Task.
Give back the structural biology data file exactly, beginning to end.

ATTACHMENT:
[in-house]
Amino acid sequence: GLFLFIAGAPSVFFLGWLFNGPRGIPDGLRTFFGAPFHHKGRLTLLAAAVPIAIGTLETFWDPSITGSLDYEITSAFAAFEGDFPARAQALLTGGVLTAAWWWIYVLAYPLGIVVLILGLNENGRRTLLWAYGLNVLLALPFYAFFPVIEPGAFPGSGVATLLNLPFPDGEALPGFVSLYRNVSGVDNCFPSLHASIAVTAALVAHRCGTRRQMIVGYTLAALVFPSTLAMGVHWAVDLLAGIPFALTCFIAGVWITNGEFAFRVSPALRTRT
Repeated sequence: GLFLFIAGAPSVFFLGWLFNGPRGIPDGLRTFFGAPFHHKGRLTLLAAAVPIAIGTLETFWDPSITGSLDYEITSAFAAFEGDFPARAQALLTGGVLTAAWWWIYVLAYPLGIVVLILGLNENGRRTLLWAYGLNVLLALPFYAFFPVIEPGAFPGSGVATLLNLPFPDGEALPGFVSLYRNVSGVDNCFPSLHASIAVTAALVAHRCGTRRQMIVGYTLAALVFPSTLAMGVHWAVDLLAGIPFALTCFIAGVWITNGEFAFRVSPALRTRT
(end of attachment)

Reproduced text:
[in-house]
Amino acid sequence: GLFLFIAGAPSVFFLGWLFNGPRGIPDGLRTFFGAPFHHKGRLTLLAAAVPIAIGTLETFWDPSITGSLDYEITSAFAAFEGDFPARAQALLTGGVLTAAWWWIYVLAYPLGIVVLILGLNENGRRTLLWAYGLNVLLALPFYAFFPVIEPGAFPGSGVATLLNLPFPDGEALPGFVSLYRNVSGVDNCFPSLHASIAVTAALVAHRCGTRRQMIVGYTLAALVFPSTLAMGVHWAVDLLAGIPFALTCFIAGVWITNGEFAFRVSPALRTRT
Repeated sequence: GLFLFIAGAPSVFFLGWLFNGPRGIPDGLRTFFGAPFHHKGRLTLLAAAVPIAIGTLETFWDPSITGSLDYEITSAFAAFEGDFPARAQALLTGGVLTAAWWWIYVLAYPLGIVVLILGLNENGRRTLLWAYGLNVLLALPFYAFFPVIEPGAFPGSGVATLLNLPFPDGEALPGFVSLYRNVSGVDNCFPSLHASIAVTAALVAHRCGTRRQMIVGYTLAALVFPSTLAMGVHWAVDLLAGIPFALTCFIAGVWITNGEFAFRVSPALRTRT